Two top executives at Denso Corp. – Japan’s largest auto-parts maker in terms of revenue – have agreed to plead guilty to charges of price-fixing in transactions for electronic automobile parts sold to Toyota, and have also chosen to cooperate with the investigators, this revealed by the United States Justice Department on Tuesday. This settlement adds the two executives to 14 more from 9 different companies who have pleaded guilty to a variety of price-fixing charges for transactions selling car parts to different automakers.
Nissan Motor Co. and Mitsubishi Motors Corp., usually on competing ends in Japan’s automaking industry, announced on Monday that they have started manufacturing a mini-vehicle jointly developed by both companies set to hit the Japanese market on June 6. The two carmakers currently take up around 10 percent of Japan’s minivehicle market. This joint venture is part of an effort to double that market-share total to around 20 percent.
Japanese automakers Nissan announced quarter profits that jumped 46 percent from last year’s numbers on the back of stronger sales and a favorable exchange rate. The ideal trade environment offset a sales decline in the Chinese market due to a continuing territorial dispute.
Subaru's Japanese parent company, Fuji Heavy Industries Ltd., has revealed plans to make an investment of 400 million dollars in order to expand its only U.S. production plant in Indiana. This move will allow an increase in yearly production by around 100,000 units, as well as see the Japanese automaker start manufacturing its popular Impreza sedan outside its borders for the first time by 2016.
Japanese auto giants Toyota marked a quarterly profit that has more than doubled from the same period last year. On the wake of wise cost cutting moves and better sales, the newly reinstated top carmakers in the world marked a 313.9 billion yen (3.2 billion US dollars) profit from January to March 2013, more than doubling the company’s income from the same period last year.
Akio Toyoda, grandson of the founder of Japanese automobile manufacturing giant Toyota Motor Corp., will be one of the four drivers of the Toyota team taking part of the grueling Nurburgring 24-hour race this year, a company spokesman revealed on Wednesday. Toyoda, who is currently president of the Japanese carmakers, has a well-known love for motor sports and has competed in the world-renowned endurance race in Germany before.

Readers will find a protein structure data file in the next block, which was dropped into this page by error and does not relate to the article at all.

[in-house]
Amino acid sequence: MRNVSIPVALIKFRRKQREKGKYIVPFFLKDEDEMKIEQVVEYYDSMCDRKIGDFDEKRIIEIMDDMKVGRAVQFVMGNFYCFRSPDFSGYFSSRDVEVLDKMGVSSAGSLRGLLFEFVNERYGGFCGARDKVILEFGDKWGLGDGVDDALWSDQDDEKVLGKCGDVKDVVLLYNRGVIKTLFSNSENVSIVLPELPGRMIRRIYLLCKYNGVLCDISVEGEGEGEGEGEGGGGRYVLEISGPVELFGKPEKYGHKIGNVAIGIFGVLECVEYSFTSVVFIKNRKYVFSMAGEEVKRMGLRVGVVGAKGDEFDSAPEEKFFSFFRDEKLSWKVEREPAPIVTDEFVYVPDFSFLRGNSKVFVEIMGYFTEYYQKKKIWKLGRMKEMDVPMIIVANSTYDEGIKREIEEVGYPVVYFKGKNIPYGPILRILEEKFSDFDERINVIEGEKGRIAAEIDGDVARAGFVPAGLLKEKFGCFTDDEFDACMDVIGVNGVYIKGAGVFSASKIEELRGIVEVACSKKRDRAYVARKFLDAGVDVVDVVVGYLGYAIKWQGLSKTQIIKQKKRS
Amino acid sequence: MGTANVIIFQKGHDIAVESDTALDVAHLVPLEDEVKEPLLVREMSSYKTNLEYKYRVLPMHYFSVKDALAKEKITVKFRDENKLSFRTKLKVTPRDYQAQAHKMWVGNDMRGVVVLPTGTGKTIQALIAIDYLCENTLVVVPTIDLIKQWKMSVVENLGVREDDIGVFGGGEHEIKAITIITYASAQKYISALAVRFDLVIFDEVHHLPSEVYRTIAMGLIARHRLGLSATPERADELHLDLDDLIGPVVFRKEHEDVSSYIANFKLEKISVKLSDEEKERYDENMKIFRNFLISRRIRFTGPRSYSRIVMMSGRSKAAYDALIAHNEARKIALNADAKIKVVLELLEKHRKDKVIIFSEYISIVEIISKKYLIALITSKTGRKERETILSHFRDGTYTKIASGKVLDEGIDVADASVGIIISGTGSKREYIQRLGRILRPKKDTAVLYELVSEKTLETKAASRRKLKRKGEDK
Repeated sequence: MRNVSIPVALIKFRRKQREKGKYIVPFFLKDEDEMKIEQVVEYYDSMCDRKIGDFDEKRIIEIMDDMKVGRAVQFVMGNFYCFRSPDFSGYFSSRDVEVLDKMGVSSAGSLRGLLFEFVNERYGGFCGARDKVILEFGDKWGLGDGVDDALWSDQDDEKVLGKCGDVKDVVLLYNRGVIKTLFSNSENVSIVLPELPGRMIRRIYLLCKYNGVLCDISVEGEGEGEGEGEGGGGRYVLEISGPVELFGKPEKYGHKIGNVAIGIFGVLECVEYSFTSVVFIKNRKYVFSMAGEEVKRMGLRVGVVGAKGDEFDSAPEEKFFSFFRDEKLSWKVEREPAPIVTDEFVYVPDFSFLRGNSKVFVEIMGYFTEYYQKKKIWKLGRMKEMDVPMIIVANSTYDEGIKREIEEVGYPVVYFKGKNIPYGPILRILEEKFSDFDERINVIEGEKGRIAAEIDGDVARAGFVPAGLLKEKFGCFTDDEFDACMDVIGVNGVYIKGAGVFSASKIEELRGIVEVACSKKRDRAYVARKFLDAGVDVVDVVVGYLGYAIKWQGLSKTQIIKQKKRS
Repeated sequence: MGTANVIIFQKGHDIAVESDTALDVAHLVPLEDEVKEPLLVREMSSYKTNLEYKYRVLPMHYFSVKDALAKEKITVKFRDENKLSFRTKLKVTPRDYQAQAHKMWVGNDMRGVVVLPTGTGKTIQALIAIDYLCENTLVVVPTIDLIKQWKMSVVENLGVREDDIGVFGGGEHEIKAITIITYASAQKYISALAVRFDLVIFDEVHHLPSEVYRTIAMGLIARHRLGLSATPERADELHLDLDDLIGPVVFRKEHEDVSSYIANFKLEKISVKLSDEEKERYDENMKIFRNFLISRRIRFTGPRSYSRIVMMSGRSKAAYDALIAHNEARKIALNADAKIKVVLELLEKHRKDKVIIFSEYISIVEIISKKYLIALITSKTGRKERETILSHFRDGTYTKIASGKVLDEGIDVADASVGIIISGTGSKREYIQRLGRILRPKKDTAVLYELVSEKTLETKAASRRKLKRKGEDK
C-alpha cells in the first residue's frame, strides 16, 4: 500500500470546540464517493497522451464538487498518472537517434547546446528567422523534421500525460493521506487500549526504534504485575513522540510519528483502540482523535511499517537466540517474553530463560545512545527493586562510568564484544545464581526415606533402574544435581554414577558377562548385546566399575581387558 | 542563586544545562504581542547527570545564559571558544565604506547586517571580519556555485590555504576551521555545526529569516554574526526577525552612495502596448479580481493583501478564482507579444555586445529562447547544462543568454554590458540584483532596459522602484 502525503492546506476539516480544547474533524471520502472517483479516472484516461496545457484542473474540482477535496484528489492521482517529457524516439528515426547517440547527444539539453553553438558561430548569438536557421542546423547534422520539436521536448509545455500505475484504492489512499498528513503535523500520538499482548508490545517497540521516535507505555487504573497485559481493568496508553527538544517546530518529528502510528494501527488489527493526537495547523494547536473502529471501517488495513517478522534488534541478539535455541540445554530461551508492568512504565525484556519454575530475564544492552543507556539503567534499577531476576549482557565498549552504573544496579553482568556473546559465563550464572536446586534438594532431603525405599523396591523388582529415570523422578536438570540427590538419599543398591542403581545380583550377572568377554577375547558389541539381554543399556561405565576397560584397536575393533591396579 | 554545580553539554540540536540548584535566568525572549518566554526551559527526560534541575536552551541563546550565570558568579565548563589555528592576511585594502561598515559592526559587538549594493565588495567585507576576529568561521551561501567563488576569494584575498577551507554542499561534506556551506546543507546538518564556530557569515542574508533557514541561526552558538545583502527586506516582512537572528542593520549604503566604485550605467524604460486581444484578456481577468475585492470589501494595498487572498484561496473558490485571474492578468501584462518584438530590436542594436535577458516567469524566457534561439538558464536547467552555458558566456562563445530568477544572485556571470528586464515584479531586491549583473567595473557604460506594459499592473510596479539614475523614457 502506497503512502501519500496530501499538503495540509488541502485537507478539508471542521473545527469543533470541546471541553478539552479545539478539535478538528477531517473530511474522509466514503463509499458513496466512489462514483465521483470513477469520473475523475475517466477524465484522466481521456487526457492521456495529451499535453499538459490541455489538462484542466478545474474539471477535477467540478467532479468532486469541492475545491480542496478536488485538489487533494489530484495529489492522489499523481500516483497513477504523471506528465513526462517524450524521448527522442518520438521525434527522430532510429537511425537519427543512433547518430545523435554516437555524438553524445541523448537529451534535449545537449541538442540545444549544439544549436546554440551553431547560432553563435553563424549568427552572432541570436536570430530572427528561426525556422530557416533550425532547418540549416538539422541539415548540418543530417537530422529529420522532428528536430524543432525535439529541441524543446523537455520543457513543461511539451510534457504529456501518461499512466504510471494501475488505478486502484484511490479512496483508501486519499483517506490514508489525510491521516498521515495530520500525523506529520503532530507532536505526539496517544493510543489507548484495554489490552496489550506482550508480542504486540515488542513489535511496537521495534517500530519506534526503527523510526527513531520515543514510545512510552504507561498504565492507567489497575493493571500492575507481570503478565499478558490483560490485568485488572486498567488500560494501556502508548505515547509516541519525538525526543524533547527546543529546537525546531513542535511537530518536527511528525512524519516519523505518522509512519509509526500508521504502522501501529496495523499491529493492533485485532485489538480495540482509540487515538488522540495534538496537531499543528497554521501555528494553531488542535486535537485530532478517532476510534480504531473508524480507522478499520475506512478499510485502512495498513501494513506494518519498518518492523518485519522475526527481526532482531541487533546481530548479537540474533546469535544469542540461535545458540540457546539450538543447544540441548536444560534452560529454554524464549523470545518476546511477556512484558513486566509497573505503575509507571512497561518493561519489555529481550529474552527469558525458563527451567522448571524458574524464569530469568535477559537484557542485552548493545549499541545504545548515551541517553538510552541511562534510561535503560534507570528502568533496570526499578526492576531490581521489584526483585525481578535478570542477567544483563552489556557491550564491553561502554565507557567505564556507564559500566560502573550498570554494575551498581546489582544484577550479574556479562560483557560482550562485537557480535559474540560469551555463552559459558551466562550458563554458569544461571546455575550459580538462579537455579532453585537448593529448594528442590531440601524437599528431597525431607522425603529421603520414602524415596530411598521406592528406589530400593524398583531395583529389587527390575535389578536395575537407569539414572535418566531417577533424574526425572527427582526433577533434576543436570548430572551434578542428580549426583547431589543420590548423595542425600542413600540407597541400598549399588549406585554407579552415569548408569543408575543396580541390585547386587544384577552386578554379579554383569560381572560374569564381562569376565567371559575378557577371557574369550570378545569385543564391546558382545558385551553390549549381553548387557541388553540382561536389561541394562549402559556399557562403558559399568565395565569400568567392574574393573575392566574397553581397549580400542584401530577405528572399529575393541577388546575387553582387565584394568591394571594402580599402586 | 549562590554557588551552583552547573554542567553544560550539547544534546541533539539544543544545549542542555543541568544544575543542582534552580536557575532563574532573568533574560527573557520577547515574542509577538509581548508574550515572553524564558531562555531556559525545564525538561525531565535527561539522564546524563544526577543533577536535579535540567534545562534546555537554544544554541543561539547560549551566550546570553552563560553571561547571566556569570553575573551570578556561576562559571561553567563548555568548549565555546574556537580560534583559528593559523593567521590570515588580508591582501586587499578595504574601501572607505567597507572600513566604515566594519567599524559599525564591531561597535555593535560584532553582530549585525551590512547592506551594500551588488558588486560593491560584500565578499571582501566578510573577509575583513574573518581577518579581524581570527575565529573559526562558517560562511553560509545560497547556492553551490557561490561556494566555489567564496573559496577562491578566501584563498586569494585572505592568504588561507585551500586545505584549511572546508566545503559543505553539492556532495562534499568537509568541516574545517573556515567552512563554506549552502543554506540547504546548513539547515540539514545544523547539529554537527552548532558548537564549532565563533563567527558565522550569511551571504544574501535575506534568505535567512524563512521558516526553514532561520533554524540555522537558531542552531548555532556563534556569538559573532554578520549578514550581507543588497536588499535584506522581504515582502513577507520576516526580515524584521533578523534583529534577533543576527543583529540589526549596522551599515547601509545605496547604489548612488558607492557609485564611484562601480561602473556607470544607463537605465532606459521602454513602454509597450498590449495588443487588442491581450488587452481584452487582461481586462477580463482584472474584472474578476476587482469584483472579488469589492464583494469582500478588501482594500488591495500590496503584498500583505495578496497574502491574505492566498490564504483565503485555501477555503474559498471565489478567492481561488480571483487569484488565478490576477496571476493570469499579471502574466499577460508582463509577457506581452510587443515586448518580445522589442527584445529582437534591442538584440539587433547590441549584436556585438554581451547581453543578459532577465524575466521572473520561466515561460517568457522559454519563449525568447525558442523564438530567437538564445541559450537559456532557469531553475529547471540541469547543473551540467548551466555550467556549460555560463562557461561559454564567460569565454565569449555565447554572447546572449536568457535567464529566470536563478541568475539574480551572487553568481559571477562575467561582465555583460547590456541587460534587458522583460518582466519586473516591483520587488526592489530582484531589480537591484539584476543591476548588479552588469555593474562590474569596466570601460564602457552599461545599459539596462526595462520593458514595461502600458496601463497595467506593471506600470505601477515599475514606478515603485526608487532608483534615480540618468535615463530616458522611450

Fuel cell electric vehicles (FCEVs) are electric cars that are fueled by hydrogen – and the oxygen in the air – to power their electric motors and are much more efficient than hybrids or battery electric vehicles, and they also emit almost no pollutants at all. Currently, there are very few, if any at all, FCEVs available commercially. But that will change soon, as major carmakers – specifically in Japan – are targeting to make FCEVs available to the public by 2015.
Japanese auto giant Toyota Motor Corp. is teaming up with global software leader Microsoft to put up an Internet service that would enable cars to link with home computers, smartphones, and the Internet. The Japanese car maker is looking into ways for cars to take advantage of the digital age, and help drivers to find tourist spots, connect to social network platforms, and even learn about new car models.
Navigation systems that include a TV feature are quite popular in Japan. Usually an add-on that goes on the backseat for usual North American or European cars, Japanese car parts retailers have been selling devices with this feature since 1997 despite the obvious dangers. A lot of Japanese drivers enjoy the feature, but accident counts – while they don't immediately cause concern – are rising and putting a dilemma in the hands of police officers who have to watch out for instances caused by this uniquely Japanese car feature.
This year’s Shanghai auto show display spaces were filled with numerous models of hybrid and electric cars – which maybe is a sign that the global auto market is moving in that general direction. It may also be a loud signal to China to consider greener automobile solutions, what with the massive clouds of smog that covered the cities these past few months. But Honda Motor Co. CEO Takanobu Ito believes that the Chinese market might not be quite into hybrid cars yet.